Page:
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Dan Patrick’s budget destruction

It’s not what you think it is, but it’s still bad.

Tucked away in a quiet corner of Texas state government, an arcane team of 100 or so budget nerds has led a private, if stressful, life — running financial models, ensuring state government and its private contractors aren’t spending beyond their means, and keeping lawmakers informed about each line item in the state’s 1,000-page, $250 billion two-year budget.

But these days, interviews with current and former budget agency staff indicate the emptying halls of their downtown Austin office feel more like the setting of an Agatha Christie novel.

The Texas Legislative Budget Board, created in 1949 to support full-time experts who track fiscal issues for the state’s part-time Legislature, provides the analysis on which the state bases its budget calculations — for example, how much money it costs to pay public school teachers or to fund hospital beds for people in mental health crisis.

It’s up to state lawmakers to set spending priorities, but legislators say their ability to make funding decisions is only as good as the information they receive from the experts.

“The LBB provided invaluable, unbiased information, which is critical to the development of the state budget,” former state Rep. John Zerwas, a Richmond Republican who chaired the House Appropriations Committee, said in a statement.

The quality of that information may be in jeopardy; the agency is moldering as a quiet war erupts between its two masters.

State law names the lieutenant governor and House speaker as co-chairs of the 10-member board, which is supposed to jointly appoint an executive director to lead the agency. Last year, for the first time in nearly 70 years, that failed to happen; by Halloween, the agency will have been headless for a year.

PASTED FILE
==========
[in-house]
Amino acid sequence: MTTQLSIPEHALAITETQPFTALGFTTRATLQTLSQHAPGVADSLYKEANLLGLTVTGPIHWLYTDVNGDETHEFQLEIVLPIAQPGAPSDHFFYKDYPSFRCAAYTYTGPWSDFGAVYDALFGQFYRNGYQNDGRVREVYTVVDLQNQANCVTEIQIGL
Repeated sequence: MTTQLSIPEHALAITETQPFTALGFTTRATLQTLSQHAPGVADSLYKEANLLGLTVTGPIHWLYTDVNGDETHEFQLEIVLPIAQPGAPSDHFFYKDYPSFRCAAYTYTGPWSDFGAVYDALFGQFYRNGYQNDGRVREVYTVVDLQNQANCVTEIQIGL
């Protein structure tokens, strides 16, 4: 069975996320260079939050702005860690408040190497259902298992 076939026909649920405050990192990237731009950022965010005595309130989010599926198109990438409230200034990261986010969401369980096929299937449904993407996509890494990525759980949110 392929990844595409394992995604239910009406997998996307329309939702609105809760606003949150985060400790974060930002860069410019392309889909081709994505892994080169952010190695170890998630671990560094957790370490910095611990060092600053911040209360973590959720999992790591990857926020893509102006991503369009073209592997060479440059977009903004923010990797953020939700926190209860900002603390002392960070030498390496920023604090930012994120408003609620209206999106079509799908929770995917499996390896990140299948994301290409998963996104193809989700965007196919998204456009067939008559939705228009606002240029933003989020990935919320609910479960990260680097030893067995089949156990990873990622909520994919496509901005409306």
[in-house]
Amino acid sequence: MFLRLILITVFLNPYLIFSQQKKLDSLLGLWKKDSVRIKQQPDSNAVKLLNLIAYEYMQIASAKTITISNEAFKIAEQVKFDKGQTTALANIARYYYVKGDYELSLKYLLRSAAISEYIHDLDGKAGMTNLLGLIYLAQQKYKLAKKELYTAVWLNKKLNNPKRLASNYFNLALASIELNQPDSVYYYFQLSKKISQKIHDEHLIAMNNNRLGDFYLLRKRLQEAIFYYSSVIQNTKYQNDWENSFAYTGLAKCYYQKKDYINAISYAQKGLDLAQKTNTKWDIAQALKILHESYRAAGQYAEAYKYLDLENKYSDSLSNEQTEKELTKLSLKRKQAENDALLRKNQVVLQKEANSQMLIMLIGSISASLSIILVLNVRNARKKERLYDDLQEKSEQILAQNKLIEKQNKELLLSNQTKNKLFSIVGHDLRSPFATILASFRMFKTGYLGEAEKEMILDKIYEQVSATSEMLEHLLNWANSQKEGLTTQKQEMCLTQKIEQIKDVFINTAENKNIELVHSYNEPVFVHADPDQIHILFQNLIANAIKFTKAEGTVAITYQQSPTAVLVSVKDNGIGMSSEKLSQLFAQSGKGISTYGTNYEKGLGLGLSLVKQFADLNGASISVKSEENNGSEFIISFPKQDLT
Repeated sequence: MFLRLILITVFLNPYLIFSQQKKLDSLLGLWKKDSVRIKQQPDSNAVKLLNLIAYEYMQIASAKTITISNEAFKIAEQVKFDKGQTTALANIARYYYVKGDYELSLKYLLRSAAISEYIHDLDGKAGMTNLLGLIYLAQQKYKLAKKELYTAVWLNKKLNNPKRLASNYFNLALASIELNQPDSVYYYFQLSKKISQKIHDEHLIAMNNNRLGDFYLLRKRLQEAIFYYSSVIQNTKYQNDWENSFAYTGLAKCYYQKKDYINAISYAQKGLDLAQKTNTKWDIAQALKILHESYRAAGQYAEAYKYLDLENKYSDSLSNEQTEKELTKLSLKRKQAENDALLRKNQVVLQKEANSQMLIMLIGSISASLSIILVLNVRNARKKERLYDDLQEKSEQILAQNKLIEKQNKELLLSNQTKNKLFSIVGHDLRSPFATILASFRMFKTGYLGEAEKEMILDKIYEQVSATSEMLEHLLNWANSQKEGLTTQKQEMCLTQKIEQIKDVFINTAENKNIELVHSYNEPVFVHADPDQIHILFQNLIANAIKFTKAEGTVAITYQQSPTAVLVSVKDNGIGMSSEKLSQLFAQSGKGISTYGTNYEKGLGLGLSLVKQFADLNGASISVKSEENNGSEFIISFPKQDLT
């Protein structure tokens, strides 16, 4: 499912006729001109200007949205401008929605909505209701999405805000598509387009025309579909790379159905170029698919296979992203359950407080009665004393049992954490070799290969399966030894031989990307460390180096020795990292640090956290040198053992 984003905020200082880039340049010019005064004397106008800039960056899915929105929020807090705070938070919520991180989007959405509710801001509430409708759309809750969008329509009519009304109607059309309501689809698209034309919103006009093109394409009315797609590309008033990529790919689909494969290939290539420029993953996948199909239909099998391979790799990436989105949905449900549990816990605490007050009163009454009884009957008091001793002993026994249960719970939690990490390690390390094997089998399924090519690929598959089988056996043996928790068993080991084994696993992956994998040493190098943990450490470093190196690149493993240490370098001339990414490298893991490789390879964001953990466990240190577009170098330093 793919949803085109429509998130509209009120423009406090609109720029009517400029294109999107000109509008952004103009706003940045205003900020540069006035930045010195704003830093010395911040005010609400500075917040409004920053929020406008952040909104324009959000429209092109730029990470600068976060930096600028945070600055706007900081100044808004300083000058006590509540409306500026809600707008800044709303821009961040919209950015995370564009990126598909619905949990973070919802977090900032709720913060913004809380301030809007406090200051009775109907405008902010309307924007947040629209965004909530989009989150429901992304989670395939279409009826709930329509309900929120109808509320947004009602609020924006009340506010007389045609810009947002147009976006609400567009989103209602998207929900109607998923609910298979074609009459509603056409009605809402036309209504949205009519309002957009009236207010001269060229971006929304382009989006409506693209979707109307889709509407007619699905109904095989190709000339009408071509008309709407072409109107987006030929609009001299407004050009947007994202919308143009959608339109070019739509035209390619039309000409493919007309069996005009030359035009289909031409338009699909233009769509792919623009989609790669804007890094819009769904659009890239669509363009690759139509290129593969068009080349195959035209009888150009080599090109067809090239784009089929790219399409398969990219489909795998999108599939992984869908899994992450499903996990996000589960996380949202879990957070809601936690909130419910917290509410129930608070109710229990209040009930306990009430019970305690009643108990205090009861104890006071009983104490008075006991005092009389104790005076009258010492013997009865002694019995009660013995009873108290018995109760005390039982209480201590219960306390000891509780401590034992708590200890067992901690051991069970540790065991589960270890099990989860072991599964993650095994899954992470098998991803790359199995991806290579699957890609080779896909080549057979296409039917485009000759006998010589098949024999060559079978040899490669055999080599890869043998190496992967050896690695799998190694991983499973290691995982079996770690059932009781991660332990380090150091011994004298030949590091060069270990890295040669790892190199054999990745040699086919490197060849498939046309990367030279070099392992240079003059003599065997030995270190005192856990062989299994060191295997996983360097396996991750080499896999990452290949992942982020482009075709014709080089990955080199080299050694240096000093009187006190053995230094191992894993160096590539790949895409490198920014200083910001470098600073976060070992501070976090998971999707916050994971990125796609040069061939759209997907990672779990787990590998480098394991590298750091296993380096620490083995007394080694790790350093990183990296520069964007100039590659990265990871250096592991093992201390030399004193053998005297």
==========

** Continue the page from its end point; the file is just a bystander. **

Veteran employees have departed in droves with no one to replace them, leaving behind a trail of vacant offices and a dearth of institutional knowledge. Staff size has fallen 26% since 2015 — from 146 to 108 employees — and four of the agency’s five executive leadership positions will soon be unfilled. The agency’s lone remaining executive told a tearful staff last week that he, too, intends to resign.

Now, with House Speaker Dennis Bonnen announcing he will not run for reelection next year amid a scandal that has shaken the entire lower chamber, the board finds itself in its most precarious position yet.

Interviews with more than a dozen budget agency staff, Capitol staff and state lawmakers — who requested anonymity to discuss private board deliberations — indicate that the Senate’s presiding officer, Lt. Gov. Dan Patrick, has wielded a kind of veto power over the board to keep the agency undermanned and under fire.

They contend that his motive is to remake the agency to give the Senate more direct control over the number-crunchers; the current group of nonpartisan bureaucrats has produced analyses that at times conflicted with the lieutenant governor’s political messaging.

Basically, this is an attack on expertise and data. Dan Patrick doesn’t want accurate and objective facts about revenue and fiscal notes and what have you. They don’t serve his purposes. He wants minions who will tell him what he wants to hear so he can use it as a cudgel. If he can starve the LBB to death, maybe the end result (as the story suggests) would be two separate budget agencies, one for the House and one for the Senate, which would be under the control of the Lite Governor. Patrick is on the leading edge here – Senate Finance Chair Jane Nelson had similarly nice things to say about the LBB as outgoing House Appropriations Chair John Zerwas did – but where Dan Patrick goes, other Republicans tend to follow. The longer he gets to press this attack, the greater the odds he’ll eventually get what he wants. Do I need to add that this is yet another reason why we need a Democratic House and a Democratic Speaker in 2021?

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